What: Shares of Organovo Holdings (NASDAQ:ONVO), a company focused on the development of bioengineered human tissues for use by drug developers, universities, and hospitals, climbed higher by 25% in April, according to data from S&P Global Market Intelligence.
So what: The interesting thing about Organovo's move higher in April is that it involved no major news releases from the company or actions taken by Wall Street analysts. On the surface, its 25% move higher might appear to be a complete head-scratcher.
However, my contention is that the S&P 500's and SPDR S&P Biotech ETF's rise from the beginning of April through mid-month of 2% and more than 10%, respectively, may have buoyed sentiment in Organovo Holdings, a volatile small-cap stock (beta of 2.9) with high levels of short interest, causing a modest short squeeze.
A short squeeze happens when traders who are betting a stock's valuation will fall essentially get trapped in their position by a rising stock price. The only way to end a short position is to "buy-to-cover," which in turn can push a rising stock even higher. Looking at the latest short data available from Organovo shows that 11.7 million of its 85.1 million shares in float are currently held by short-sellers, or close to 14%. This figure in itself isn't overwhelmingly high, but considering that Organovo trades an average of only 691,000 shares per day, we're looking at 17 total days needed for short-sellers to completely exit their positions (all 11.7 million shares) assuming the average is maintained. This would seem to support that a short squeeze was indeed a possibility in April.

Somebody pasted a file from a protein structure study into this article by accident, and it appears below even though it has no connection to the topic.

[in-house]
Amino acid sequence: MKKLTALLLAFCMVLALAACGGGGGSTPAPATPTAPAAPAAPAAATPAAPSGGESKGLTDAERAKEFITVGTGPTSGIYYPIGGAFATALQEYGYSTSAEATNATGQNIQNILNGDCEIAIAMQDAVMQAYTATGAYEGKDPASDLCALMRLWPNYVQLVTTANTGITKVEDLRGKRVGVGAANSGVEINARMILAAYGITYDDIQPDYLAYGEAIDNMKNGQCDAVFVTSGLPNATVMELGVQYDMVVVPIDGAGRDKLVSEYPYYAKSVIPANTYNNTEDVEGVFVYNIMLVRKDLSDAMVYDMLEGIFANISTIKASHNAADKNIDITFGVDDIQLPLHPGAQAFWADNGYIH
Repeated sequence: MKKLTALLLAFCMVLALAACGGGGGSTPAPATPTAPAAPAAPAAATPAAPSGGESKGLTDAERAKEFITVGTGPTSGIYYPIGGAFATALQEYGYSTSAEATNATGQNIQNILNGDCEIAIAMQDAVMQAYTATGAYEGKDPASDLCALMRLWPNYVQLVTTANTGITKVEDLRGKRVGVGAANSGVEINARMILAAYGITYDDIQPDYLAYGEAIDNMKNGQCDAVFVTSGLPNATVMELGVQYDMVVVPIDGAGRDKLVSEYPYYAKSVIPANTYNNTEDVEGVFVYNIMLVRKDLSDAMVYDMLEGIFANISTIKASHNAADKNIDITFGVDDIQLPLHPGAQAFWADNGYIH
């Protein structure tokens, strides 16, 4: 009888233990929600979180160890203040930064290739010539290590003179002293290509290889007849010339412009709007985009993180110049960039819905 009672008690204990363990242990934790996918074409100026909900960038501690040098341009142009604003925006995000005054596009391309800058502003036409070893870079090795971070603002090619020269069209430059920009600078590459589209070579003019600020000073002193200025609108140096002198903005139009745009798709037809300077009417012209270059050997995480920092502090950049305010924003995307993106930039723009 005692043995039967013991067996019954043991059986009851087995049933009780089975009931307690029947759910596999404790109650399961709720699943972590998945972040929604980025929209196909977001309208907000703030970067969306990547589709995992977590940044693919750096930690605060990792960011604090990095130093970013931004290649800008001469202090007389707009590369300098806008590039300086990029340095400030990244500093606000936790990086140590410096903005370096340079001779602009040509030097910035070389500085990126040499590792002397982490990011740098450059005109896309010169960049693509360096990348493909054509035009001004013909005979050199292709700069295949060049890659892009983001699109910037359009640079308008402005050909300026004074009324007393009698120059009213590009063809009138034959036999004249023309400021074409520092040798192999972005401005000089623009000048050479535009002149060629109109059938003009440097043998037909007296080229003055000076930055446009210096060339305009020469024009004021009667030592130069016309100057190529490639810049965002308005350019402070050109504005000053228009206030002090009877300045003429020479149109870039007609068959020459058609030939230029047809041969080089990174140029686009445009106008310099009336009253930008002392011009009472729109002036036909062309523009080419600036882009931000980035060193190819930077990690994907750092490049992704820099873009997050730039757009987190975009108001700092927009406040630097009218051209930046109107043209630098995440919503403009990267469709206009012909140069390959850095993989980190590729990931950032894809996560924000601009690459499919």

Now what: Regardless of the reason for April's rogue move higher, what investors need to keep in mind is Organovo's long-term outlook.
On one hand, Organovo already has a commercial product, the exVive3D Human Liver Tissue assay, and it's aiming to introduce a human tissue kidney assay within the next few quarters. These assays can potentially save drug developers critical time and money by testing the toxicities of experimental drugs on human tissues before they reach human trials. Additionally, a partnership with Yale University School of Medicine could yield transplantable organs on a commercial scale at some point in the future.
On the other hand, Organovo is still losing money at a fairly precipitous pace, and it may continue to do so for many years to come. Organovo's Q3 results, reported in February, showed that research and development expenses rose 42% year over year, while selling, general, and administrative costs jumped 60%. All told, in fiscal 2016 Organovo is expected to burn through $32 million to $34 million in cash. Funding concerns could plague Organovo as we near the end of the decade.
My suggestion: Keep Organovo on your watchlist if its business model intrigues you, but hold off on dipping your toes into the water until these losses begin to notably shrink.